In Roxane Gay’s new book “Hunger: A Memoir of (My) Body,” the author explores and addresses the disparity between desire for control over one’s own body and the catastrophic events that prove such influence is tenuous at best. Gay’s honesty and wit have made her essays the most shareable, her tweets the envy of the verbose, and her speaking engagements sold out. But too often people miss the mastery of story and struggle that sets her writing apart. The narrative of her body in “Hunger” is the narrative of the collective struggle to domineer for survival, when much could be learned from vulnerability. It is a narrative that engages sexuality, family history, rape, public image, and communal spaces, and it is an absolute treasure to read.
— Hannah Oliver Depp, Word [126 Franklin St. at Milton Street in Greenpoint, (718) 383–0096, www.wordbo
Fall, 1907, Paris: The poet Rainer Maria Rilke walks every day to a gallery off the Champs-Élysées to visit paintings by Cézanne. This is a good way to engage with art. Another is to read this collection of Rilke’s letters to his love, Clara, about an experience of seeing so tender that it borders on being fearful.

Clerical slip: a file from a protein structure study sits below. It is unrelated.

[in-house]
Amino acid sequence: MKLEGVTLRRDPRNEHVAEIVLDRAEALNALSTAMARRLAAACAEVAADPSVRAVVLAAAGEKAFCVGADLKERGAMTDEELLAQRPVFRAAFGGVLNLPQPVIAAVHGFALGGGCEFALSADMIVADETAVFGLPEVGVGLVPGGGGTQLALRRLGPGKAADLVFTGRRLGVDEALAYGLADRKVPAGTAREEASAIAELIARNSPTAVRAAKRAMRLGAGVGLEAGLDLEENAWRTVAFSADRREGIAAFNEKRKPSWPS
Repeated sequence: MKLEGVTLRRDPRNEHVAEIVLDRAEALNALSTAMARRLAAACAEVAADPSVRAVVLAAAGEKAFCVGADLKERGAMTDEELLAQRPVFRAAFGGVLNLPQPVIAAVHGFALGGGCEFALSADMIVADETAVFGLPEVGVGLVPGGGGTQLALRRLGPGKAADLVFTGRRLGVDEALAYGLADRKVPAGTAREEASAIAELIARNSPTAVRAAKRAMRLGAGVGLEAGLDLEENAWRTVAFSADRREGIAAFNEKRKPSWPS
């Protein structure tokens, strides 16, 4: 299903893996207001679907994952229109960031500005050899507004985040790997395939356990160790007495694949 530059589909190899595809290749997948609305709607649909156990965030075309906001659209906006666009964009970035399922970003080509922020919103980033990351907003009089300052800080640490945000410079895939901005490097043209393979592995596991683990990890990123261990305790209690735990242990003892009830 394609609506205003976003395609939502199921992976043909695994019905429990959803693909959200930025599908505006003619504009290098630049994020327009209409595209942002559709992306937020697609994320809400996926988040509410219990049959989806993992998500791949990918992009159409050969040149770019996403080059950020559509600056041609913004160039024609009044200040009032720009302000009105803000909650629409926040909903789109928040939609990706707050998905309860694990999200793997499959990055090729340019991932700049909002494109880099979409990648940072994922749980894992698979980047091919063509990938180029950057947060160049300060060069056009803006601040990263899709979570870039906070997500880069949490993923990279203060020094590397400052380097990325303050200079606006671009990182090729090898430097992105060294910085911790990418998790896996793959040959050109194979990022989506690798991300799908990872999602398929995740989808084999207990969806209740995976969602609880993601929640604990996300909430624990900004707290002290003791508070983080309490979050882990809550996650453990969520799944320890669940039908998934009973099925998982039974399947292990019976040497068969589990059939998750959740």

The only novel by the English poet and anarchist Herbert Read, first published in 1935, recounts a fantastical encounter between an elderly Englishman who goes by Olivero (an assumed name that is all that remains of his improbable early career as a South American dictator), and Siloen, a young girl with green skin who appears one day, abandoned, near his country home. Intrigued by her strange appearance and seemingly superhuman abilities, and touched by her vulnerability, Olivero takes in the child and together they embark on a bizarre journey into a strange dream-like world. A surreal fable that draws equally from medieval folklore and symbolist poetry, Read’s novel is a beautifully rendered and wholly unique work.
— Samuel Partal, Community Bookstore [43 Seventh Ave. between Carroll Street and Garfield Place in Park Slope, (718) 783–3075, www.commun
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